New Year 2007 Baking at Lee's

Lee was so nice to open up her home again for us to bake. It was yesterday, January 2, 2007. The first thing that Lee told us when we got to her house was that her oven was busted, but she was waiting for the repairman to come fix it.

I brought a bowl of ready-made pineapple jam for Khim's pineapple cookies. Khim started to make her dough while I made the second batch of pineapple jam - short cut way, in the microwave:

2 20-oz cans of crushed pineapple
1 cinnamon stick
3 cloves
1 1/4 cups sugar (more or less, depending on how sweet your pineapple is)

Mix all ingredients, microwave on a Pyrex bowl for 15 minutes. Stir, microwave for 5 minutes, stir, microwave and stir again at 1-2 minute intervals until pineapple is dry.

Here are Phaik See, Sandra, and Khim shaping pineapple cookies:

Look at how much work it is to cut every single one to make them look like little pineapples:

I'm not a very patient baker, that was why I opted for the easy route, which you will see later.

The repairman came to fix the oven, Lee burned a fuse, but they fixed it real quick so we could get on with our baking project. By now we were all hungry for lunch, and the 2 late birds, Angeline and Vivian, finally showed up at lunch time. This was what we had for lunch, Lee made it:

What happened here? Someone already took a few cookies to sample:

So here's Khim's recipe for those interested in making Khim's Pineapple Cookies:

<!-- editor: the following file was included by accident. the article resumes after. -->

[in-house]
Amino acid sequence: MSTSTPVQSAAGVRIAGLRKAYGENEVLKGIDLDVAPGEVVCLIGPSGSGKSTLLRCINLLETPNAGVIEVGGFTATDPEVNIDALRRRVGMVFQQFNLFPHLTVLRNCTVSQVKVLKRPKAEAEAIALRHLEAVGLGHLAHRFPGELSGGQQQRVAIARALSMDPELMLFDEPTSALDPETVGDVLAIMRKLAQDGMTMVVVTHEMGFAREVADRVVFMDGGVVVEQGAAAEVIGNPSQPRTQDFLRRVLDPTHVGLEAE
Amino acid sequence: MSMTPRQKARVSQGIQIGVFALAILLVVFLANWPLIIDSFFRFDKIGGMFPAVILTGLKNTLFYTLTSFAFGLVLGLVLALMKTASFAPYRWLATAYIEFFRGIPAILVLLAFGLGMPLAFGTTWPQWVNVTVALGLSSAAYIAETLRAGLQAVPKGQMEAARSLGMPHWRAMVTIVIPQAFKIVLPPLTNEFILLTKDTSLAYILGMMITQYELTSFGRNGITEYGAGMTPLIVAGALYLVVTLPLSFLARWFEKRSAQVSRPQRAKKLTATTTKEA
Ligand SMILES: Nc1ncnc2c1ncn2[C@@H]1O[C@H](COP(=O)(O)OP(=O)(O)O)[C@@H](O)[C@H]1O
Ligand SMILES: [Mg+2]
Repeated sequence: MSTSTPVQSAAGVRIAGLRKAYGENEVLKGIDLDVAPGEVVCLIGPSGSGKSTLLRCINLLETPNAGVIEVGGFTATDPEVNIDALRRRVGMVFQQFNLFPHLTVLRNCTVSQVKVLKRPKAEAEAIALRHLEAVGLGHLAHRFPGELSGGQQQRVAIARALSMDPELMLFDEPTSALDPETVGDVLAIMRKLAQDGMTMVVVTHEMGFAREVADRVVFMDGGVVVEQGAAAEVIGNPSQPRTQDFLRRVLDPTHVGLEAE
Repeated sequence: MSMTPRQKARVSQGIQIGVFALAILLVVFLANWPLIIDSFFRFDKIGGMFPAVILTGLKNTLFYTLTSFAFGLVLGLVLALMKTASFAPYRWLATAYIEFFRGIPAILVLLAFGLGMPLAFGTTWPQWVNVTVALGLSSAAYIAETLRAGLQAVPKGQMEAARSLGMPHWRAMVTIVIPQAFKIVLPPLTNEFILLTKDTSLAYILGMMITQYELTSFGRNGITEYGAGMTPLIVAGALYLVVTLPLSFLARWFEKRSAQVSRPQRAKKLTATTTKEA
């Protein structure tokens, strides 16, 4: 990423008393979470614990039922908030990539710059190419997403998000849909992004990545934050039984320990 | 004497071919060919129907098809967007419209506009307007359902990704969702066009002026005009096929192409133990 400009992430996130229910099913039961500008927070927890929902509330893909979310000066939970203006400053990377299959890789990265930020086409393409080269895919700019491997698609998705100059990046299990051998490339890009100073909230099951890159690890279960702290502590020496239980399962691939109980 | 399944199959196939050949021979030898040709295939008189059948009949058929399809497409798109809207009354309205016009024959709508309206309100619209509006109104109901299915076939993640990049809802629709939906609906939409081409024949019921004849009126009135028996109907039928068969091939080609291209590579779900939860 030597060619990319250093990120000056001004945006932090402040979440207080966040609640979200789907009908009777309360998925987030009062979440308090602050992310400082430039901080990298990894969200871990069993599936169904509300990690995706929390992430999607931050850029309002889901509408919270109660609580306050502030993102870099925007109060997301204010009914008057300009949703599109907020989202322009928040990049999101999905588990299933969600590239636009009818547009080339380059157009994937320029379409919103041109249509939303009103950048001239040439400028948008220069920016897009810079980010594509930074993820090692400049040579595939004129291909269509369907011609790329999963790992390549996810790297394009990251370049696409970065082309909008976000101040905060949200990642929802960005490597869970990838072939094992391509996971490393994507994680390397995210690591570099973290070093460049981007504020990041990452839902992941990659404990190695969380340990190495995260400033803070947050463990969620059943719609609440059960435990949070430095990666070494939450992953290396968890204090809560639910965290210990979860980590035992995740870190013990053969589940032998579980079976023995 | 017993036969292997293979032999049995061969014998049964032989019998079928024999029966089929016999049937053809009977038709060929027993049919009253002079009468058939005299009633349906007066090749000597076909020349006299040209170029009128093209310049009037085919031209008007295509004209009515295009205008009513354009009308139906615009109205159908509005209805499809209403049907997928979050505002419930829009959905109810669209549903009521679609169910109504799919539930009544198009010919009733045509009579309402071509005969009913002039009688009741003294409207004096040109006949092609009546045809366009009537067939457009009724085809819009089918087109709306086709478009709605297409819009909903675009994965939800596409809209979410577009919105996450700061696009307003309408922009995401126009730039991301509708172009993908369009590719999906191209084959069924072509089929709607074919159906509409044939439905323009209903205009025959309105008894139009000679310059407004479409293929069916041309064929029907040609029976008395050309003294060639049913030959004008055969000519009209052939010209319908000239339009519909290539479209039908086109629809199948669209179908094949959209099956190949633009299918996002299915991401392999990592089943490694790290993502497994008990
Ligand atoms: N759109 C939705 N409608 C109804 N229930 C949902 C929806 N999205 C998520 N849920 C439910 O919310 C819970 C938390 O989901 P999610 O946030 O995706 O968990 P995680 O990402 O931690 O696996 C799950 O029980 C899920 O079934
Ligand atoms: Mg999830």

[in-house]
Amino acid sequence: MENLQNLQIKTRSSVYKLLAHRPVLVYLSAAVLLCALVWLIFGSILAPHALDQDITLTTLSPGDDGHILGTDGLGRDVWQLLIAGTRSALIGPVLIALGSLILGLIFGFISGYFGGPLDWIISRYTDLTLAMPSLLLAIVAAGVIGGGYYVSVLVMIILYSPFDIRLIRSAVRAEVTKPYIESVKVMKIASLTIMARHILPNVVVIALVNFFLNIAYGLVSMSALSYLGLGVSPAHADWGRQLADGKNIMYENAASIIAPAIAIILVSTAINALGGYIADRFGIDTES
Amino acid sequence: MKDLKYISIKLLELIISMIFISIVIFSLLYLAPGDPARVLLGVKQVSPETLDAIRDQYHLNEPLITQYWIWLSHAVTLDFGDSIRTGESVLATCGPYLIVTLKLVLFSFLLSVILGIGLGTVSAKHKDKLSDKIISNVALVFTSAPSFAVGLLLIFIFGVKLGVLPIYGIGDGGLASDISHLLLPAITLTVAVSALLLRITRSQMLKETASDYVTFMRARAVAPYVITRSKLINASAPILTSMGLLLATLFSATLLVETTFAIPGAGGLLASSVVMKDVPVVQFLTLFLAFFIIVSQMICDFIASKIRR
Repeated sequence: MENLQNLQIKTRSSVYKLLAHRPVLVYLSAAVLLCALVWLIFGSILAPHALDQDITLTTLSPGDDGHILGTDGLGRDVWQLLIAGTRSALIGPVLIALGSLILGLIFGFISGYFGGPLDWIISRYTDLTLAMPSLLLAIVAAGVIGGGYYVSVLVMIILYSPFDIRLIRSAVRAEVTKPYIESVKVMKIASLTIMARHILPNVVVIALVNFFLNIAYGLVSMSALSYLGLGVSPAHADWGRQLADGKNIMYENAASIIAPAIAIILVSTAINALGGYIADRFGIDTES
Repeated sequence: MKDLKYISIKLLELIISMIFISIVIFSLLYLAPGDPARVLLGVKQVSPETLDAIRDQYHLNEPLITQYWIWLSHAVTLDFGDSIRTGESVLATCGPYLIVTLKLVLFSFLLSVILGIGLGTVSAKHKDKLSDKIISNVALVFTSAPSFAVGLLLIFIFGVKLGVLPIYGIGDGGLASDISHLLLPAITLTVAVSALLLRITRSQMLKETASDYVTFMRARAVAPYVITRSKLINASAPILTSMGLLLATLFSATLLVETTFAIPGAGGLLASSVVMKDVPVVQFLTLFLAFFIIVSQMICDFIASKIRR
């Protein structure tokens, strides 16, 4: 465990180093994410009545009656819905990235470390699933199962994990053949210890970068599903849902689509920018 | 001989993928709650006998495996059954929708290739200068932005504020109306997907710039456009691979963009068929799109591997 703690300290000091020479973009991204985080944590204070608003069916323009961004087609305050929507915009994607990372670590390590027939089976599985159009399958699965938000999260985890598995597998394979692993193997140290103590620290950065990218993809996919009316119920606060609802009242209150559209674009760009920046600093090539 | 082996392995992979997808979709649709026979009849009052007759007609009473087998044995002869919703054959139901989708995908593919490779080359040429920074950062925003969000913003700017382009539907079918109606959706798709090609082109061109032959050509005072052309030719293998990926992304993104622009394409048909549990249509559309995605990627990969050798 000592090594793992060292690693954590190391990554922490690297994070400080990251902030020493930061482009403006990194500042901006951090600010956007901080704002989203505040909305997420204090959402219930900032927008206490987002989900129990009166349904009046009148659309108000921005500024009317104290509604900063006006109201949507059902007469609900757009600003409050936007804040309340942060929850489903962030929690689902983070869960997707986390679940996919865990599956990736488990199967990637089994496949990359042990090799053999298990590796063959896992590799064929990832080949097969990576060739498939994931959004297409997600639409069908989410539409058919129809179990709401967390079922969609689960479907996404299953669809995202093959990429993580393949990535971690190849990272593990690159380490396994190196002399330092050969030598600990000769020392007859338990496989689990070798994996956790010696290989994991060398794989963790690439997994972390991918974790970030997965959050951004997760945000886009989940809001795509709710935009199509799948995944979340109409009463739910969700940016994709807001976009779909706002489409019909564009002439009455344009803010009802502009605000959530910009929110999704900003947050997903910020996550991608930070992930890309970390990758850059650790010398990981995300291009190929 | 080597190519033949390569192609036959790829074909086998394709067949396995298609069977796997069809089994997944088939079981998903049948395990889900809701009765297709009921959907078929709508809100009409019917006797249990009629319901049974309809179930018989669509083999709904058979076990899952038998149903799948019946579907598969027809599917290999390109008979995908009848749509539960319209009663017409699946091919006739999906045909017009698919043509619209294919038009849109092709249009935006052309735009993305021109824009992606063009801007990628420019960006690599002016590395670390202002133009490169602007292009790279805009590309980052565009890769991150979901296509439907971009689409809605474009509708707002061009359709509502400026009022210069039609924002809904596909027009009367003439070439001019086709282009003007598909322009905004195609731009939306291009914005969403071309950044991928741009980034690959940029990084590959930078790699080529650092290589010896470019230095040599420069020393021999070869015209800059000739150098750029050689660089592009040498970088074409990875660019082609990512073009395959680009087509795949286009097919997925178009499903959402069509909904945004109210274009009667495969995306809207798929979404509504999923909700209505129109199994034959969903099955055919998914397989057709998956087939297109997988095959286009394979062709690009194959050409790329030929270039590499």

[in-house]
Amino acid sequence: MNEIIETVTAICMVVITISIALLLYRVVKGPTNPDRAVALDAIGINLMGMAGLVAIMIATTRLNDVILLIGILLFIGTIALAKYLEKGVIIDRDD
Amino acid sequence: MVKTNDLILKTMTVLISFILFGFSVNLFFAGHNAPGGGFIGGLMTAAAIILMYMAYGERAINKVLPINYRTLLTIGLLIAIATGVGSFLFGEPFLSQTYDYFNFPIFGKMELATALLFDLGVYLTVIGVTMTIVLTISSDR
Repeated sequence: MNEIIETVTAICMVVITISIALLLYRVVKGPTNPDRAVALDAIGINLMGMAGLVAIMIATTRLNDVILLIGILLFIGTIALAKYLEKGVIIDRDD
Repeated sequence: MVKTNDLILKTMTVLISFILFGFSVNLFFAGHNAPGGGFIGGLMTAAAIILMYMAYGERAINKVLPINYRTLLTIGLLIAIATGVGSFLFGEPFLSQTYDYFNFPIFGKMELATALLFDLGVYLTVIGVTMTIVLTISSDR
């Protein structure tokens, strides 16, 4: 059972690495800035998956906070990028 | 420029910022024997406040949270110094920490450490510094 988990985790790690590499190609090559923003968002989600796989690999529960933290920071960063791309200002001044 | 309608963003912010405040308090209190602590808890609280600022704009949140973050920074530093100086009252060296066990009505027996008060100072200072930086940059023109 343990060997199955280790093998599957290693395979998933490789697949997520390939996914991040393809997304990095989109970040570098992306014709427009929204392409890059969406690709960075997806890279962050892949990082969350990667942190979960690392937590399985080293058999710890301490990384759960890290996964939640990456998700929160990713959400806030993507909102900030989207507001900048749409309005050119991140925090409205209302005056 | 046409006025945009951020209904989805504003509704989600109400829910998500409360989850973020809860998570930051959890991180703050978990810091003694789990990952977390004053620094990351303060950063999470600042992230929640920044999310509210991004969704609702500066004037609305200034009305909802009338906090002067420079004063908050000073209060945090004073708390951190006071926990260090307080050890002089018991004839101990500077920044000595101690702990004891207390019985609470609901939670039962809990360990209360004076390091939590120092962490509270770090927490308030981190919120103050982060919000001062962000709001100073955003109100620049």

250 g butter, at room temperature
50g powdered sugar
1 egg yolk
360g all purpose flour
2 Tbsp custard powder (sub with cornstarch if you can't find custard powder)
1/2 tsp salt
1 egg and 1/8 tsp of salt for egg wash

Preheat oven at 350° F.

Beat butter and sugar at medium speed until well mixed. In a separate bowl, mix together all purpose flour and custard powder. Add egg yolk to butter/sugar mixture, mix well. Slowly add flour mixture and mix well to form a dough.

Pinch a little bit of dough out to form a little ball. Flatten the ball and put pineapple jam in the middle, seal it, reroll and shape into an almost oval like pineapple shape. Use scissors to cut the pattern, stick a clove on one end as the stem. Repeat until you finish using the dough.

Bake on a cookie sheet in oven for 15 minutes. Remove cookies from oven, brush with egg wash, bake for another 10-15 minutes until golden brown.

Okay, I was saying that I was not a patient baker, so this was the one I did, together with all the ladies, based on Cafe of the East's recipe:

Close-up look, including a couple of "Hello Kitty" ones by Sandra:

We also made some Kaya based on Cafe of the East Kaya recipe - we messed up, but we realized it and fixed it and ended up with some GREAT Kaya!! Didn't take any pictures because we were all about to leave and we were busy packing our snacks to take home with us. Will post a picture and the modified recipe when I make it later.